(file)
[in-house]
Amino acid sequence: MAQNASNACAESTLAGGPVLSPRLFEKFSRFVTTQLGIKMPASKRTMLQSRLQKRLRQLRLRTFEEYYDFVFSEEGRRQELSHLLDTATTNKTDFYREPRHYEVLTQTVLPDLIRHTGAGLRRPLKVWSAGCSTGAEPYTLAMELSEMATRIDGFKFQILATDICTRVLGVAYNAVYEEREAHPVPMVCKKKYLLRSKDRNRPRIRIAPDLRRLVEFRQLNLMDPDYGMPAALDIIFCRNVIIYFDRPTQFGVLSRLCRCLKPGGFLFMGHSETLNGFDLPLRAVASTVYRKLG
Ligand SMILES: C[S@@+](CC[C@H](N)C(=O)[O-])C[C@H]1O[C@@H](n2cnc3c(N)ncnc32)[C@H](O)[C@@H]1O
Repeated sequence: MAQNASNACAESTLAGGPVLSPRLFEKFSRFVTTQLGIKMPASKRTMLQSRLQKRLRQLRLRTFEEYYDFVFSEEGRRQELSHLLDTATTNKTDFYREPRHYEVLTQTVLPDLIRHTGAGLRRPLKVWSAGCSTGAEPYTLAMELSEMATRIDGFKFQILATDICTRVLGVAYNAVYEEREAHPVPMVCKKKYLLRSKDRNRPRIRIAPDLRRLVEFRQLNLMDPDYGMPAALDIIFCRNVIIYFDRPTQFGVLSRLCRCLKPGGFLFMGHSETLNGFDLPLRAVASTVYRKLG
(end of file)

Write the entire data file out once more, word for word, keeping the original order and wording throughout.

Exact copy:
[in-house]
Amino acid sequence: MAQNASNACAESTLAGGPVLSPRLFEKFSRFVTTQLGIKMPASKRTMLQSRLQKRLRQLRLRTFEEYYDFVFSEEGRRQELSHLLDTATTNKTDFYREPRHYEVLTQTVLPDLIRHTGAGLRRPLKVWSAGCSTGAEPYTLAMELSEMATRIDGFKFQILATDICTRVLGVAYNAVYEEREAHPVPMVCKKKYLLRSKDRNRPRIRIAPDLRRLVEFRQLNLMDPDYGMPAALDIIFCRNVIIYFDRPTQFGVLSRLCRCLKPGGFLFMGHSETLNGFDLPLRAVASTVYRKLG
Ligand SMILES: C[S@@+](CC[C@H](N)C(=O)[O-])C[C@H]1O[C@@H](n2cnc3c(N)ncnc32)[C@H](O)[C@@H]1O
Repeated sequence: MAQNASNACAESTLAGGPVLSPRLFEKFSRFVTTQLGIKMPASKRTMLQSRLQKRLRQLRLRTFEEYYDFVFSEEGRRQELSHLLDTATTNKTDFYREPRHYEVLTQTVLPDLIRHTGAGLRRPLKVWSAGCSTGAEPYTLAMELSEMATRIDGFKFQILATDICTRVLGVAYNAVYEEREAHPVPMVCKKKYLLRSKDRNRPRIRIAPDLRRLVEFRQLNLMDPDYGMPAALDIIFCRNVIIYFDRPTQFGVLSRLCRCLKPGGFLFMGHSETLNGFDLPLRAVASTVYRKLG